Much of the talk over the past year in America has focused on just how lucrative the Hispanicmarketwillbe once the dust settles from the 2010 Census.
Will mainstream marketers finally wake up to the reality that there is an immense market in America that is waiting, actually, make that begging, to be leading?
They better. Because as my good friend, Forbes columnist Glenn Llopis is fond of saying, “Hispanics are the mainstream in America.”
Are Hispanics the same now as we were, say, 20 years ago, when Hispanic communications and marketing leaped from novel concept to the market de jour? Not even close.  
I thought Hernan Lopez, president of Fox International Channels, said it best when he wrote recently in Advertising Age, that “This is not your abuela's Latino community of two decades ago. A new generation has emerged, with a new Latino DNA, and marketers who fail to decode it will struggle to survive.”
Many of the 50 million Hispanic Americans, and I count myself among them, are first- second-, third- or even fourth-generation immigrants. They come from families deeply rooted in their native culture. It’s quite different from immigrant groups of the past.
To help businesses truly understand and tap into this market, without doing so in a clichéd or off-putting manner, public relations professionals must understand the cultural identity that is at the heart of the Hispanic-American culture. One foot is in America, embracing the culture here, while the other foot is firmly planted in the native culture, helping to bridge the gap between generations and customs, cultures and purchasing habits.
Hispanic-American marketing today cannot, and should not, look, feel or sound anything like it did 20 years ago. The market is simply too big and powerful for any business to not pay attention to its many nuances.
We must avoid this temptation to address this market as one monolithic unit without the right cultural affinity. We must aspire to something greater; an earnest effort to continue innovating Hispanic marketing and public relations, to continue talking with Hispanics as though they are the new mainstream in America. Because we are.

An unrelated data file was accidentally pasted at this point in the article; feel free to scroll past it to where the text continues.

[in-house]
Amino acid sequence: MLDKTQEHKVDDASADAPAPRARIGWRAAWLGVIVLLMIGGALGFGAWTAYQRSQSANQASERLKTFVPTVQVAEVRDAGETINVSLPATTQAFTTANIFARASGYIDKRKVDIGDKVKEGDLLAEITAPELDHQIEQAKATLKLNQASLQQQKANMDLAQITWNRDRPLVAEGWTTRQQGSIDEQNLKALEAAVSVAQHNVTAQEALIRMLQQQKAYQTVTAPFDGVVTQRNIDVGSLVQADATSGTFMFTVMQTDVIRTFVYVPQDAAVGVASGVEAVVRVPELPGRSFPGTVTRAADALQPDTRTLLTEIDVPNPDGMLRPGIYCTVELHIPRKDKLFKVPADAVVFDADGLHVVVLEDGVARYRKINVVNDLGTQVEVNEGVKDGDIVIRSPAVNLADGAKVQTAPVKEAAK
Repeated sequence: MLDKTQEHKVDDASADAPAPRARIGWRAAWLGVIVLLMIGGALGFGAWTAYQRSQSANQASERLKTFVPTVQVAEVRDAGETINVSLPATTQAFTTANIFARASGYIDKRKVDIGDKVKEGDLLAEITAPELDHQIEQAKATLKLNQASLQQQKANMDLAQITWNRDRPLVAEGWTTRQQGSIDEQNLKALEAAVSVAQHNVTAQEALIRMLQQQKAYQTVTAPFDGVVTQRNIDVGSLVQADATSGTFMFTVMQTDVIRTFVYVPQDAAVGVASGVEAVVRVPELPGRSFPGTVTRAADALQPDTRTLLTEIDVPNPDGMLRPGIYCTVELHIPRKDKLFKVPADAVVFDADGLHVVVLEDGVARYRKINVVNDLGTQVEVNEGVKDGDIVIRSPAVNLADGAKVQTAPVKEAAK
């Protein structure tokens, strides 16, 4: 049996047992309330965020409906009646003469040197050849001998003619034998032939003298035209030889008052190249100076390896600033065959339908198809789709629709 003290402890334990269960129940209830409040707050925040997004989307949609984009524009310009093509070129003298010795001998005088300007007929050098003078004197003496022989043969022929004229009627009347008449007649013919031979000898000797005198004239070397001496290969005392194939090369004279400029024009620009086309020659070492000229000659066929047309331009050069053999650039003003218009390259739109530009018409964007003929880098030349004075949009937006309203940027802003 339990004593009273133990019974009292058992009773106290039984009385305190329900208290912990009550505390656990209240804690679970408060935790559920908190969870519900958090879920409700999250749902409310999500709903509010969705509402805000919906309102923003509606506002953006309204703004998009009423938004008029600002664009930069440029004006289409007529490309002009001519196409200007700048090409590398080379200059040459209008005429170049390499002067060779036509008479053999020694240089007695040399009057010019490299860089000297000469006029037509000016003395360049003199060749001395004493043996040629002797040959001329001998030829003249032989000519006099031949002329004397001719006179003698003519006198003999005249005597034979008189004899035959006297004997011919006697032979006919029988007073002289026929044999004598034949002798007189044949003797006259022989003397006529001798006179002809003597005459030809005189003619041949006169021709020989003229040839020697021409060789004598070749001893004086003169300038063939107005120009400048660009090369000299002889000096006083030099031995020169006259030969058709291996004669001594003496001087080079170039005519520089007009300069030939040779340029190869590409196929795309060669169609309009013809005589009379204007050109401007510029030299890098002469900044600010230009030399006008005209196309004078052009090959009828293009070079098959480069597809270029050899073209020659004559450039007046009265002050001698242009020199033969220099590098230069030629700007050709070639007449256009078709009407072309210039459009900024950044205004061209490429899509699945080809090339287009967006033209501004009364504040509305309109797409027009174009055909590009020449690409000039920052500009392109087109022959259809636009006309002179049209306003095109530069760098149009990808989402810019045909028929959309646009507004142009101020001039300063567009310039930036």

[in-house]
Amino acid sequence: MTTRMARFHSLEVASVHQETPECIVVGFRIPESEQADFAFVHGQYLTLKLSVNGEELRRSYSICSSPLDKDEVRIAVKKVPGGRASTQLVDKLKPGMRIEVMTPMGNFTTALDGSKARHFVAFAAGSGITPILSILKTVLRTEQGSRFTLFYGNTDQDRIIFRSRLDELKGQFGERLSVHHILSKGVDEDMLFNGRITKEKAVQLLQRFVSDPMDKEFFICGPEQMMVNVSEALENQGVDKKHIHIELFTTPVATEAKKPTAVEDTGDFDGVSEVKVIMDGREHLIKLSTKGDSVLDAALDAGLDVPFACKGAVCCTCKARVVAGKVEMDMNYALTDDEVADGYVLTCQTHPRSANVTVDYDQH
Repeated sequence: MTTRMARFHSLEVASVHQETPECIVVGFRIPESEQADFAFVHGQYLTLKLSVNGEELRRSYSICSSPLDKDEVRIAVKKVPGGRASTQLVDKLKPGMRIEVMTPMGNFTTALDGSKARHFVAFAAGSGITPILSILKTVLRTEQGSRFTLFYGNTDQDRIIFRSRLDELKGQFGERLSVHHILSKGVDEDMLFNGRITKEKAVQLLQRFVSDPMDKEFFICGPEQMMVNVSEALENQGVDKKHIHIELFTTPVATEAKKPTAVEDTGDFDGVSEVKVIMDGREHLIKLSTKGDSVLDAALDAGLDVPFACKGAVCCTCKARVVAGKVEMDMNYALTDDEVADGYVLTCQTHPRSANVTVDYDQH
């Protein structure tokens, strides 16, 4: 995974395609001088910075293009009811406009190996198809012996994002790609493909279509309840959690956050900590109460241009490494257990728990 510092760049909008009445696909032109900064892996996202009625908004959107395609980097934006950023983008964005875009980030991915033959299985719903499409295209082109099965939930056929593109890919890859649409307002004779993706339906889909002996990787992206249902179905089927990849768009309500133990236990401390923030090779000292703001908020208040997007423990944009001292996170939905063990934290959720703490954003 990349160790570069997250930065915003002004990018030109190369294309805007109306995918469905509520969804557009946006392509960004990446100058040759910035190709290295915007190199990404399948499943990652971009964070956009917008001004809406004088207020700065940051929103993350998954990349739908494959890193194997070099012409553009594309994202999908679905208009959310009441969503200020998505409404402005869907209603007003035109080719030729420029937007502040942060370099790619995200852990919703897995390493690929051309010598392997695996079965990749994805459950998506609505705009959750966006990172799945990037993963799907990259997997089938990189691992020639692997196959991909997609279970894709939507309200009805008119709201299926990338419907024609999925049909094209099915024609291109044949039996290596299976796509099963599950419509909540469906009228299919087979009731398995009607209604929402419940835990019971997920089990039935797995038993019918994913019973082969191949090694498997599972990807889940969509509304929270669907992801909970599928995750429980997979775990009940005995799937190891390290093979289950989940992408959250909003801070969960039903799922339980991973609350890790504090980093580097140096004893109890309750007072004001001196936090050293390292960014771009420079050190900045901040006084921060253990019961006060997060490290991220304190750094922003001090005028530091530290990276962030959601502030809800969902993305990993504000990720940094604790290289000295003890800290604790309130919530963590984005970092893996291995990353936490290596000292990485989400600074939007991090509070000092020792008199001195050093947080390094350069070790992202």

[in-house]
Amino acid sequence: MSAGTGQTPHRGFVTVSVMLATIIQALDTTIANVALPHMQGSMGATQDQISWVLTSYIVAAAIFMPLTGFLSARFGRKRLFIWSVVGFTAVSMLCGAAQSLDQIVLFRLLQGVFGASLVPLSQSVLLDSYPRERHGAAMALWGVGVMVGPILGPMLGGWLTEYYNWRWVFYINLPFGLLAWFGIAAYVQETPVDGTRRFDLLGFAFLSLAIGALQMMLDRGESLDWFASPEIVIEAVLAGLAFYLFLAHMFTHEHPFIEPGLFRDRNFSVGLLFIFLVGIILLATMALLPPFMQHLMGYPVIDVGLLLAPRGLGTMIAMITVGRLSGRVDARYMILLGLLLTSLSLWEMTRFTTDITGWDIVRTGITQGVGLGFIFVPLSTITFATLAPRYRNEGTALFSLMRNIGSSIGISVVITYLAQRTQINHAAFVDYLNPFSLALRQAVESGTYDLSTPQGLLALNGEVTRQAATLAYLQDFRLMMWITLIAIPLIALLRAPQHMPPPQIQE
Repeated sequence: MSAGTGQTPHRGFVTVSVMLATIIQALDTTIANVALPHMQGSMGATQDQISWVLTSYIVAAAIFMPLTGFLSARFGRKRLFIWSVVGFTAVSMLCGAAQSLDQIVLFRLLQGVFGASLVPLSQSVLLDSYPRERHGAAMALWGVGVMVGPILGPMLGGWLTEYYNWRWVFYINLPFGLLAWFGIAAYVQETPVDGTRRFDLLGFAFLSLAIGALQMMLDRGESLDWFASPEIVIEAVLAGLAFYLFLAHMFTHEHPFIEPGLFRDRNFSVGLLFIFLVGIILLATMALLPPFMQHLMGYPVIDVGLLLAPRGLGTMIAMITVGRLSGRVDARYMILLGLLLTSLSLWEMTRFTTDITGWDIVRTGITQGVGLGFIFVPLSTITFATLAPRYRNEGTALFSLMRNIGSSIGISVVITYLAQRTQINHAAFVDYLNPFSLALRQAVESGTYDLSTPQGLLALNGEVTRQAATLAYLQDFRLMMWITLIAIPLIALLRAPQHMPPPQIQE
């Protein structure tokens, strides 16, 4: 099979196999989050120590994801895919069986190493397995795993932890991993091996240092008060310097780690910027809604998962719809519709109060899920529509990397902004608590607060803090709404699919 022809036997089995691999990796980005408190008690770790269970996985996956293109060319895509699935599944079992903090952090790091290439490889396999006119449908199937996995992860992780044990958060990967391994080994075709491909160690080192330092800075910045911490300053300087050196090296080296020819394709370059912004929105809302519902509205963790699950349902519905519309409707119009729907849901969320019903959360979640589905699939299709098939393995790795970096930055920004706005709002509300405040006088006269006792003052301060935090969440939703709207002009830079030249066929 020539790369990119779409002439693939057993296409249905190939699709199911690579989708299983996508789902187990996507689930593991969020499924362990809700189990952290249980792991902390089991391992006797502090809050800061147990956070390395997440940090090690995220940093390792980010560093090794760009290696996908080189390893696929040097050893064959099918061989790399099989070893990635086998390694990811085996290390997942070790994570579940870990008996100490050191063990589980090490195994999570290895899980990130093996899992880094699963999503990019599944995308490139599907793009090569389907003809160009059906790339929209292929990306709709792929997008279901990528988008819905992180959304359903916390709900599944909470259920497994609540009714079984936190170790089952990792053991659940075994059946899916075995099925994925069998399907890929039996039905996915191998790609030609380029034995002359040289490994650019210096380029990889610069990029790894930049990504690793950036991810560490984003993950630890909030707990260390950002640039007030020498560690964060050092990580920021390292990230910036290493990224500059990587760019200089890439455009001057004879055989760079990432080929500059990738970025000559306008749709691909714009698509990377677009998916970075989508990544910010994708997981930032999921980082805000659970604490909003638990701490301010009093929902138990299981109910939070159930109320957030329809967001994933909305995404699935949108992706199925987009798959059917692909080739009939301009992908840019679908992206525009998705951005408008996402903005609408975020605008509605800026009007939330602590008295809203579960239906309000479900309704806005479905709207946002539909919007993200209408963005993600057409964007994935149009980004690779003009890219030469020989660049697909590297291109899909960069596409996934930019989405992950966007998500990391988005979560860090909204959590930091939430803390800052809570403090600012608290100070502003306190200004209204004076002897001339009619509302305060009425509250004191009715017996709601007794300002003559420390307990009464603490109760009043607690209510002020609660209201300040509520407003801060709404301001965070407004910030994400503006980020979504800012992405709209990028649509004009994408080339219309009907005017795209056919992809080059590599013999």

And to tempt fate with a market as big as 50 millionAmericansand $1 trillioninannualspendingpower would be bad karma or mala suerte. Not to mention it’s just bad business.
The future of the public relations profession can be found in the innovative opportunities that exist in emerging markets like the Hispanic sector in America and the BRIC countries, most especially China and Brazil. As the world’s developed economies continue to lurch through a stagnating economy, we in public relations must look beyond the low-hanging fruit to see what lies beyond our comfort zone. A whole world of opportunities exist beyond what we know and see everyday.
America will always be a global power in the public relations profession. But the reality now upon us is that emerging markets and prosperous demographics are quickly reshaping how the global business community interacts with, and markets to, different consumers.
As chair and CEO of the world’s largest professional organization for public relations professionals, I’m confident you, my colleagues, are up to the task of engaging audiences new and old, no matter what demographic, age, race or gender they comprise, in a manner that helps businesses, organizations and causes tell truly powerful and engaging stories.
The foundational principles that have allowed PRSA to succeed for more than 60 years — a commitment to ethical and transparent communications — must be upheld by all of us if we are to help the public relations profession continue to prosper in an environment where money is tight, skepticism is rampant, and businesses are often desperate to find, engage and deliver value to their customers.
Our future is rooted in innovative communicators like you. I’ll see you in Orlando at the International Conference in two weeks!
Thank you. I’d be happy to answer any questions you may have at this time.